Budget forecast

The November budget forecast is coming out tomorrow, and all indications are that it will show a surplus, perhaps as much as $1 billion.
Which means that the DFL-controlled legislature is going to have some money to work with to implement its policy goals.

What will they start with? Probably with what they promised on the campaign trail: property tax relief, health care, and education investments. Since Governor Pawlenty now supports covering all kids with health care, perhaps that will be the first big issue tackled. I do agree, though, that any decisions need to be sustainable. No giant laser space frisbees.

Wednesday, November 22, 2006

Katherine Kersten's Korner

Today's kolumn is about people doing nice things for foreign visitors on Thanksgiving. Bravo.

Happy Thanksgiving!

Happy Thanksgiving! Have a safe trip if you are traveling.

No fear

Read this for why it is important not to act like morons when it comes to threats of terrorism. The goal of terrorism is not to blow things up or kill people. Those are means. The goal is to get people afraid and to get them to act like idiots. Well, mission accomplished here. Advantage: bin Laden.

Tuesday, November 21, 2006

Oh no! Brown people praying!

It happened in Minnesota, and it's political, so what's wrong with commenting on the injustice of six Muslims being kicked off of a plane for, um, looking Muslim and praying as far as I can tell.

Every time something like this happens, Muslims around the world like the U.S. a little bit less and Osama bin Laden gets a smile on his face.

I wonder: if I had been on that plane and yelled, "All of you ignorant racist hicks who are scared of brown people on the same plane as you can go to hell" once all of this crap started, would I have been arrested too?

Monday, November 20, 2006

Katherine Kersten's Korner

She already did today's kolumn before, and I'm not biting again.

Saturday, November 18, 2006

And fish are trees!

MCCL has put up a lot of very stupid billboards throughout the years, but the dumbest one I have ever seen has to be a new one that says "Embryos are Babies!"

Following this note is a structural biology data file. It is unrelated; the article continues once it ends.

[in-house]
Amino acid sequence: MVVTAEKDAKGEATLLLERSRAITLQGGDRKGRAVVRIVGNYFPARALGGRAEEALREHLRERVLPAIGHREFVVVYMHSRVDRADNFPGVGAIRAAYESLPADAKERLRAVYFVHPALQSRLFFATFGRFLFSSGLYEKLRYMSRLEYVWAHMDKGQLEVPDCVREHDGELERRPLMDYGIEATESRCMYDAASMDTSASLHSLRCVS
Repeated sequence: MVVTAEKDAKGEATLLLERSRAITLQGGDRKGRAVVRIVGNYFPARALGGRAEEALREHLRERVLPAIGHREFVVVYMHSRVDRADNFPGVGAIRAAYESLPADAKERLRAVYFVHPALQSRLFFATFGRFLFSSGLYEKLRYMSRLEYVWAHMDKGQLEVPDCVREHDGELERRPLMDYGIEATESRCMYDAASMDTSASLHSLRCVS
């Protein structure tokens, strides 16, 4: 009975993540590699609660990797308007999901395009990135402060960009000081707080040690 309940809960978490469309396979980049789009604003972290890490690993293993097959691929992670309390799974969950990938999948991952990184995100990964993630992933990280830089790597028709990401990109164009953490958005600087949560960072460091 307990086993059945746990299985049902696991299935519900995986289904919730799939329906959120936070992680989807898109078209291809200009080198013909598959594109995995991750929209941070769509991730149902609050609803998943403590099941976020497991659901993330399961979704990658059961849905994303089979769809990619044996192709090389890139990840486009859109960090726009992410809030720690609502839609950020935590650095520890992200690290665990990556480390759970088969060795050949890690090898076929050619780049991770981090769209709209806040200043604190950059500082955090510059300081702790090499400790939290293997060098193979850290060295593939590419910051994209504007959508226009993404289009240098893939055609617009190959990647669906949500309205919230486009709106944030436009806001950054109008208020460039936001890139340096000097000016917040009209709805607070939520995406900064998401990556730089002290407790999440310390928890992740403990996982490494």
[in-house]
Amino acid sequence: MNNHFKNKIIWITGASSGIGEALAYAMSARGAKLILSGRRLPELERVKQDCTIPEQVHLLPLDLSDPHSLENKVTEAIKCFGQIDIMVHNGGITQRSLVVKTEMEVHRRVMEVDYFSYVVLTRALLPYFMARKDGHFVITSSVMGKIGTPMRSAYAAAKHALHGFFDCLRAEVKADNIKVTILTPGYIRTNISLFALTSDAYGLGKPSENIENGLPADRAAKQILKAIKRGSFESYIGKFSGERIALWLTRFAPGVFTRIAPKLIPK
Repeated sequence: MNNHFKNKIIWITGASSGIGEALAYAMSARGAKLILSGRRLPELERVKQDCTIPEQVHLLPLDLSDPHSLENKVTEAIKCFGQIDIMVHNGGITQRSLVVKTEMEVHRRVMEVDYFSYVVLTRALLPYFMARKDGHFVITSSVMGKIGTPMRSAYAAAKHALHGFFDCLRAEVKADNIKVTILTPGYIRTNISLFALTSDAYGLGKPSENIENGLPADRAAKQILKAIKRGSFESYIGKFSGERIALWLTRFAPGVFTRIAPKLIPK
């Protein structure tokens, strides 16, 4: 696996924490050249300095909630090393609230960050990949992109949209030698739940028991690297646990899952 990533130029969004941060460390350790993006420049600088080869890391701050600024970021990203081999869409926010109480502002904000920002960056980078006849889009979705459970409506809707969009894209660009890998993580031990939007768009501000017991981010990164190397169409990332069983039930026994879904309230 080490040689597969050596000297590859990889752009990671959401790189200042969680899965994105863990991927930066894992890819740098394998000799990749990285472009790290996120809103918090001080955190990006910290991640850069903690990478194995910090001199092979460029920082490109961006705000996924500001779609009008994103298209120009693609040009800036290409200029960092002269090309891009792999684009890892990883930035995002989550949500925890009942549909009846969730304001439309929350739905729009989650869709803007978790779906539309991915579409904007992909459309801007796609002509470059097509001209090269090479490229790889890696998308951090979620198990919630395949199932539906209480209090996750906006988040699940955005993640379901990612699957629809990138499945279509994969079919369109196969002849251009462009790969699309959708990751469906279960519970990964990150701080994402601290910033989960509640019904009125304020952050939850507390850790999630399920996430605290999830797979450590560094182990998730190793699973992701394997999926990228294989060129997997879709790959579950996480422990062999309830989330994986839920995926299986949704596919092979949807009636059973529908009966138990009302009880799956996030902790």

Are they ignorant of biology, or just hoping that the rest of the world is?

I'd like to mention that I am George Clooney. Just sayin'.

Wednesday, November 15, 2006

$*@&% You, Glenn Beck

Seriously, just @*#! you. You are a pathetic human being.

Katherine Kersten's Korner

If you need any more proof that Governor Pawlenty's dreams of holding higher office as a Republicans are doomed, look no further than today's kolumn. In it, she joins the growing chorus of conservatives who are up in arms about Pawlenty's proposal to give all kids health care coverage.

Wingnuttia Level: 10 (She's gonna blow!)

Of course, whatever Kersten finds fault with I tend to like...except maybe in this situation. But regardless, Kersten thinks like most hard-line Republicans (shudder) so her opinion on this matter is illuminating. Like many others, she thinks Pawlenty has totally sold out with this proposal.

She thinks that government health care plans tend to "cost more than expected, result in rationing, and be hobbled by assembly-line care?" Yeah, right. Take Medicare, for example. Low administrative costs, no rationing, best customer satisfaction of any health care plan...how terrible! The absurd prescription drug benefit plan is a boondoggle, but that's because the Republicans wrote the legislation and protected their friends in the pharmaceutical industry, not because there are fundamental flaws.

Then, she trots out the same old crap about how if only "market forces" were brought into play in health care, then everything would be better. See, if you had a heart attack, you would open up the latest issue of Consumer Reports, find the hospitals nearest to you that provide the best value, call them up for some quotes on emergency angioplasty and similar procedures, and then finally go to the hospital that gives you the best bang for the buck. Simple. It's like finding a restaurant or a home.

The more conservatives blubber, the less they can explain how the U.S. spends more money than any other industrialized country on our health care with dismal results. But people like Kersten are so wedded to the religion of the Free Market (praise Ford!) that even with reality smacks them in the face, they refuse to believe it. The commissars in the Soviet Union would be proud. Now that Pawlenty is seeing the light at least a little bit, he has become apostate, and therefore must be punished.

Tuesday, November 14, 2006

Minnesota's Governor: Tim "Howard Dean" Pawlenty